The position was first created by the Maryland Constitution of 1864. Under that system of government, the lieutenant governor served as president of the Senate and would assume the office of governor if the incumbent should die, resign, be removed, or be disqualified.
The state's present constitution, adopted in 1867, abolished the lieutenant governorship. However, the position was re-established by a constitutional amendment ratified on November 4, 1970.
Under the 1970 amendment, the Lieutenant Governor "shall have only the duties delegated to him by the Governor." Maryland's lieutenant governorship is thus weaker than the office in several, but not all, other states that have one. For instance, in many states, including Texas, the lieutenant governor is the president of the state's Senate and in California the Lieutenant Governor assumes all of the Governor's powers when he or she is out of the state. In both of those states, as in some others, the lieutenant governor is elected in his or her own right, independently of the state's governor.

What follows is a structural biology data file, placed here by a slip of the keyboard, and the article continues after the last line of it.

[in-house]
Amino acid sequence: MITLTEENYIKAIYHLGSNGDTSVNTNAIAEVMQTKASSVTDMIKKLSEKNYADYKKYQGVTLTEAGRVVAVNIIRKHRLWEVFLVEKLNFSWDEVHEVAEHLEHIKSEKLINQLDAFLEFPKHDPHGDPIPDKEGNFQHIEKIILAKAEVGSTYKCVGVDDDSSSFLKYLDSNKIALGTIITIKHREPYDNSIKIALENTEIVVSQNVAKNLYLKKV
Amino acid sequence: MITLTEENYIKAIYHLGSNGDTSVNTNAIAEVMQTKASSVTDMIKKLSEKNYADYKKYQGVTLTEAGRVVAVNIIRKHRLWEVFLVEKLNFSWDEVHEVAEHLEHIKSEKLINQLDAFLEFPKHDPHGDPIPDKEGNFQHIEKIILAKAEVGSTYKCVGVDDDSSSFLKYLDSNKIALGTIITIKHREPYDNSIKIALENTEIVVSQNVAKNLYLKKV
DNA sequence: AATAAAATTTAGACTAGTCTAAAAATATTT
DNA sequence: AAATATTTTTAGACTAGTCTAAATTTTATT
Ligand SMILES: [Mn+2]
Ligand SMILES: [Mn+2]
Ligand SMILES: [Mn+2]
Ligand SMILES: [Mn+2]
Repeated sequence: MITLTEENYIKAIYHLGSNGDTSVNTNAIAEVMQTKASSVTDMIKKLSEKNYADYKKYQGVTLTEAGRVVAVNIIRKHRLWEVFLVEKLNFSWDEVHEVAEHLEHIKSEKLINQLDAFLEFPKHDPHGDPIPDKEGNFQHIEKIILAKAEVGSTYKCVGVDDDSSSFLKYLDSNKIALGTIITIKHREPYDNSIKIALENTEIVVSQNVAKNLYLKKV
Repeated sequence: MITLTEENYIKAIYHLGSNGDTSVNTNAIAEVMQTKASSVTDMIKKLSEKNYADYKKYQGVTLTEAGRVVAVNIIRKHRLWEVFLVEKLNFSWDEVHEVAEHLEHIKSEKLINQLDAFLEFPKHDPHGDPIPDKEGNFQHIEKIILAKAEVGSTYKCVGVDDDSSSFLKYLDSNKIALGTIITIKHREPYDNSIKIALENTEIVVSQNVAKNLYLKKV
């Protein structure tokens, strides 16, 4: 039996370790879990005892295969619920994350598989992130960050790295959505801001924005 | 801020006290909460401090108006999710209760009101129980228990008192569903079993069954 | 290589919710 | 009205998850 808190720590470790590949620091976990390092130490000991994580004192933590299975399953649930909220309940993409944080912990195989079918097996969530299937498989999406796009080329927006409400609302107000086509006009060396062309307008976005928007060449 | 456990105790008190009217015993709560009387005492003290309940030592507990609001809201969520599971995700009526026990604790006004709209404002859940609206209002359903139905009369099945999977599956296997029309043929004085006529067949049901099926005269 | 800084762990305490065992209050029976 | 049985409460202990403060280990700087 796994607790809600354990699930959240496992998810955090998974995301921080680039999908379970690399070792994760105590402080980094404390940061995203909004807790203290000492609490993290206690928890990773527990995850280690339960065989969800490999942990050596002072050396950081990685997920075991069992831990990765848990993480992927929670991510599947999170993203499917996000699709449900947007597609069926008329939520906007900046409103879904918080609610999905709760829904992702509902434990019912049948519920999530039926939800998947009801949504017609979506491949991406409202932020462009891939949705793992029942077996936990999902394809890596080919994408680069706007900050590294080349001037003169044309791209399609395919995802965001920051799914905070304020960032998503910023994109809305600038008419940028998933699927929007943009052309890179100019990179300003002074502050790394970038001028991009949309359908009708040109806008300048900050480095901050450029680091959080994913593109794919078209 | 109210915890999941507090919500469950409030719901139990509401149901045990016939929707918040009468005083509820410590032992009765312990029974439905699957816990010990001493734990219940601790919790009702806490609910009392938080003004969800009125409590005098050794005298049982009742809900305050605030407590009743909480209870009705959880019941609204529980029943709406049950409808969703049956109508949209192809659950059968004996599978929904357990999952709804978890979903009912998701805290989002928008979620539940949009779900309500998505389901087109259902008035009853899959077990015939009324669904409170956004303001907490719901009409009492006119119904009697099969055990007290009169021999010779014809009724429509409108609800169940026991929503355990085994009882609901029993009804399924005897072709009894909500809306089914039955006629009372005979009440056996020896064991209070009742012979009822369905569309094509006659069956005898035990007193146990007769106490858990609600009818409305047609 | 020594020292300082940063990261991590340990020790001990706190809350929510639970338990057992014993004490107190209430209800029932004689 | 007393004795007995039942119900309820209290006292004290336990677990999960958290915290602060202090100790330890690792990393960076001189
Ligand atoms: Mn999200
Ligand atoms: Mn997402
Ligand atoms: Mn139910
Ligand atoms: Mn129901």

In practice, Maryland's lieutenant governor attends cabinet meetings, chairs various task forces and commissions, represents the state at ceremonial functions and at events with or without the governor, and advises the governor. If there is a vacancy in the office of the governor, the lieutenant governor becomes the governor. A vacancy in the lieutenant governorship is filled by a person nominated by the governor and confirmed by a majority vote of the General Assembly voting in joint session.
As of January 2015[update], six former lieutenant governors were alive, the oldest being J. Joseph Curran, Jr. (1983–1987, born 1931). The most recent death of a former lieutenant governor was that of Blair Lee III (1971–1979), on October 25, 1985.